Server cloning is a useful tool, for example, for creating new web servers behind your load balancer. It is also useful if you just need to set up a server similar to what you already have, and wish to skip the hassle of configuring a new server from scratch.
There are two ways to clone a server: custom images and backup cloning. Depending on your desired use, you might want to use one method over the other.
Custom images are carbon copy templates of the system storage device on your server. They are an ideal way for horizontally scaling your services as your usage grows. The initial imaging process does require the server to be shut down but afterwards, you can deploy new servers without interruptions using the custom image.
Backup cloning allows you to duplicate your storage devices even while in use with zero downtime. Any backup of your server, scheduled or manual, can be cloned onto a new storage device. The cloned storage can then be attached to any existing server.
If your original server has several storage disks, you should clone the system disk first using custom images and then clone and attach any additional devices.
Before cloning a server, you should check your server to make sure everything is working as expected. For servers running CentOS 6.7 or older and Ubuntu 12.04 or older, will need you to rename the current MAC address reference file to avoid extra reboots.
sudo mv /etc/udev/rules.d/70-persistent-net.rules /etc/udev/rules.d/70-persistent-net.rules.old
The system will generate a new file again on the next reboot.
Other servers with OSs different from those mentioned above, such as any newer Linux distribution or Windows Servers, do not need any special preparations for cloning.
Cloning system device using custom images
Note that the server being cloned must be shut down during the imaging process.
To start cloning a server, log into your UpCloud control panel and shut down the original server.
Then open the Storage devices list and find the system disk attached to your source server. Click the copy icon to create a custom image of the system disk.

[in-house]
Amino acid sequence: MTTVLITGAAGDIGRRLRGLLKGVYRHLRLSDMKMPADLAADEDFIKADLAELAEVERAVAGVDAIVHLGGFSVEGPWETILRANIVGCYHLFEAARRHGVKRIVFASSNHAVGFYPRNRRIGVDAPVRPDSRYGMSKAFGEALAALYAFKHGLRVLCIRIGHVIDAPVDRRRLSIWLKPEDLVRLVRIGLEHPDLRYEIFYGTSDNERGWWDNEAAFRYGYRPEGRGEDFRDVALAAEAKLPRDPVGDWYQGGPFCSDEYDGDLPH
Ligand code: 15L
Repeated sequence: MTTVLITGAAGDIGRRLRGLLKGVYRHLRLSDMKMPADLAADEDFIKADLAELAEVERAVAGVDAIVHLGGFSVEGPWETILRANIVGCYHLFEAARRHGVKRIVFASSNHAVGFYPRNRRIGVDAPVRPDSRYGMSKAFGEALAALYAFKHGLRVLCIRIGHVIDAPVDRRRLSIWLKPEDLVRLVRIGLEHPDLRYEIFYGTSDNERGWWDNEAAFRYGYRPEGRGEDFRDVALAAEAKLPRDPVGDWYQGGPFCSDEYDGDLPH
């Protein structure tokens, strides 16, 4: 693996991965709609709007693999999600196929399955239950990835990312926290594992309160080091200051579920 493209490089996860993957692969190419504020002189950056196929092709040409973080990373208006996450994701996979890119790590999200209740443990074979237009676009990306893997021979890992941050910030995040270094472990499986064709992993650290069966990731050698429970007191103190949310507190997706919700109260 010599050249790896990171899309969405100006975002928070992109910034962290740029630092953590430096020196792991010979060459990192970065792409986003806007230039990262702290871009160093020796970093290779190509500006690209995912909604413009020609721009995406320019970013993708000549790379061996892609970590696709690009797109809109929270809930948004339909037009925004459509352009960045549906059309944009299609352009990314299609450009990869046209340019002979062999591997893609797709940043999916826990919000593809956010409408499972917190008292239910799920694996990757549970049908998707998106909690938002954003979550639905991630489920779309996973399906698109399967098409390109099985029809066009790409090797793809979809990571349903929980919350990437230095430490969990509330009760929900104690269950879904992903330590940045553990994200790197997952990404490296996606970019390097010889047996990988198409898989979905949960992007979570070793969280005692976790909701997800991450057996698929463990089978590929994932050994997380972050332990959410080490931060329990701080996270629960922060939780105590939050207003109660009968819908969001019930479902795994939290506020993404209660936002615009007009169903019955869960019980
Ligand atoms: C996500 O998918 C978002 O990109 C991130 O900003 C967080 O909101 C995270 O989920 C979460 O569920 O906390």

Name the custom image as you wish, then click the Create button to confirm.
The imaging process will take but a moment depending on the size of the source storage. Your server state will show in maintenance until the operation has been completed. Once the server is again in the stopped state, the custom image is ready and you can power up the server.
Next, go to your Custom images list and click the Deploy button.
This will open the new server configuration view with the custom image preselected.
You can then choose the server plan, add new storage devices, and name the server. The only restrictions are that the system storage on the new server must be the same size as the original server and it’s deployed to the same location.
Any SSH keys you had configured on the source server will be usable on the clone as well.
When you are done with the selections, click the Deploy button to get going.
Cloning storage device backups
Cloning a backup onto a new storage device is useful if you wish to access only specific files on the backup or want to duplicate the content for a new host. The time and date of when the backup was taken pose no restrictions on cloning the data.
Depending on your backup schedule, you may wish to create a new manual backup for cloning. Go to your server settings and backups tab. Select the storage devices you wish to backup and click the Take backup button.
The backup snapshots are a quick and easy way to save the state of your storage devices. We recommend always taking backups before performing critical operations on your cloud servers.
Next, go to your Storage backups list and find the latest snapshot of the storage you want to clone. Click the copy icon to clone the backup.
Give the clone a name you’ll recognise later and finally click Accept to confirm.
The cloning process will take a moment depending on the size of the source device. Once completed, you can find the new cloned disk unattached on the list of your Storage devices.
Cloning your cloud server means that the data is copied from one disk to another as is. All of the OS-level configurations will be exactly the same. This includes your usernames, passwords, and any SSH keys you might have added to your original server so that you may log in to the new cloned system just as to the original. However, once logged in, you might need to make some changes to the new server’s configuration such as updating the hostname.
On Ubuntu and other Debian based distributions, open the hostname file for edit.
sudo nano /etc/hostname
With CentOS and other Red Hat variants have the same hostname file.
sudo vi /etc/hostname
But the HOSTNAME="example.upcloud.com" is also in another file so you should
sudo vi /etc/sysconfig/network
Replace the old hostname with a new one, save the file and exit. Afterwards, reboot the server to apply the name change.
If you cloned one of the older CentOS or Ubuntu distributions mentioned above and run into networking problems, try removing references to any old MAC addresses in the file /etc/udev/rules.d/70-persistent-net.rules and reboot to apply the changes. If the issues persist, check out our guide for troubleshooting networking on Linux servers.
Windows servers should work as is straight out of cloning. If you find issues with network connectivity, check that your network interfaces are turned on and working.